Remember what you’ve got

This story from Maryland caught my eye, because it relates to something I’ve been pointing out to young people (read: high schoolers) for a while. From WTOP:

Carl Snyder, like many young people, registered to vote when he got his first driver’s license.

With an October birthday, the Tuscarora High School student planned to vote shortly after he turned 18 in the November 2008 presidential election.

As has been the history in Maryland, he expected he would also vote in the February primary, since he would turn 18 before the general election.

All that changed in 2007 when his father, Cliff Snyder, read a Washington Post article about a “quiet loss of voting rights.”

His first thought was what kind of voting rights were being lost?

Cliff Snyder read that the Maryland State Board of Elections, acting on the advice of the attorney general, had reversed the long-standing position that 17-year-olds who would be 18 by the general election were eligible to vote in the primary as well.

Although Cliff is a Republican and Carl wanted to vote for Obama in the Democratic primary, the Army microbiologist and trained lawyer went to court on his son’s behalf. He recalled how he had voted in the 1973 primary despite not turning 18 until the period in between the primary and general himself.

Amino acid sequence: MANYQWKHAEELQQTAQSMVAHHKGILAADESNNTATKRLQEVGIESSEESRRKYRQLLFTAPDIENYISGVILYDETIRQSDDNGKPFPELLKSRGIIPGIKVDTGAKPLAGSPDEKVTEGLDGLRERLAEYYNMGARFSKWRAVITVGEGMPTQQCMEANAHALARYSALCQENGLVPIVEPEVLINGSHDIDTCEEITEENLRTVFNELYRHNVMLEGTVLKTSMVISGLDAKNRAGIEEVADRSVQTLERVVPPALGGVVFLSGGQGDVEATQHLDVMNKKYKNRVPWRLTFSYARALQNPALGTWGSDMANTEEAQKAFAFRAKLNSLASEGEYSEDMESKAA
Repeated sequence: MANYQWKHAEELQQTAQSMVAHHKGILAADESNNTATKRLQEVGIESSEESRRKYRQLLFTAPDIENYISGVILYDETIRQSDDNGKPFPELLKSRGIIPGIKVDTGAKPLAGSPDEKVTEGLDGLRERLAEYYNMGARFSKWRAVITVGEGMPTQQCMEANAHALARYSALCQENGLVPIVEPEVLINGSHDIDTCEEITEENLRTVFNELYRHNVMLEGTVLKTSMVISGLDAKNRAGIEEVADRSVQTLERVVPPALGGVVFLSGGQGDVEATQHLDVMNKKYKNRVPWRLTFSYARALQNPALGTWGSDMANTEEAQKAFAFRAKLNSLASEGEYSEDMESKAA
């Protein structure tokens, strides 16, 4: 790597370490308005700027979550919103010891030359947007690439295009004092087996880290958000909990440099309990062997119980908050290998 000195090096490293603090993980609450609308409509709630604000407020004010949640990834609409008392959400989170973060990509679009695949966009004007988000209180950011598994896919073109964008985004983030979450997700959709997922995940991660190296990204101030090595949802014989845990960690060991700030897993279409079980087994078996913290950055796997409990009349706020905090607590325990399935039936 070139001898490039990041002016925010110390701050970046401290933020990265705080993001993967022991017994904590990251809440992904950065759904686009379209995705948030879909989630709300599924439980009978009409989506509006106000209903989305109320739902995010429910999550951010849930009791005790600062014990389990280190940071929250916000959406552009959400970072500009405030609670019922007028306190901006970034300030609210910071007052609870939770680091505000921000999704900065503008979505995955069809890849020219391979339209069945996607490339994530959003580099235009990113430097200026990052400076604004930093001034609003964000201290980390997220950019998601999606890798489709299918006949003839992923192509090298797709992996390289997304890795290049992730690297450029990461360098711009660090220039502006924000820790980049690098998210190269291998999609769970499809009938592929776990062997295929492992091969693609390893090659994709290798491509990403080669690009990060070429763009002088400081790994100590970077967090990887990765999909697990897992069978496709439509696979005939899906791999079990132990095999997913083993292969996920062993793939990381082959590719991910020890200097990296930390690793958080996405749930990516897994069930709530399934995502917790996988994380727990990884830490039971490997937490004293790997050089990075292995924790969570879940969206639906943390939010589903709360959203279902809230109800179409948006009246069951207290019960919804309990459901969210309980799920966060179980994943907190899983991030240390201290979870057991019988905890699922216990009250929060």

I myself participated in the 2004 nominating process and was a delegate to the 2004 State Convention. I turned 18 right before the Convention, but I also attended the District Convention (where I actually served on the Nominations committee) that May before my birthday. I recognized my right to participate in the nominating process since I was a fully registered voter. Virginians are allowed to register to vote and have all the rights of registered voters as long as they’re 18 before the next general election.

I think this only makes sense–individuals who are going to vote in the general have every right to select the nominees that will represent their party in that election. To do otherwise is to have an arbitrary rule needless discourage full participation in the democratic process.

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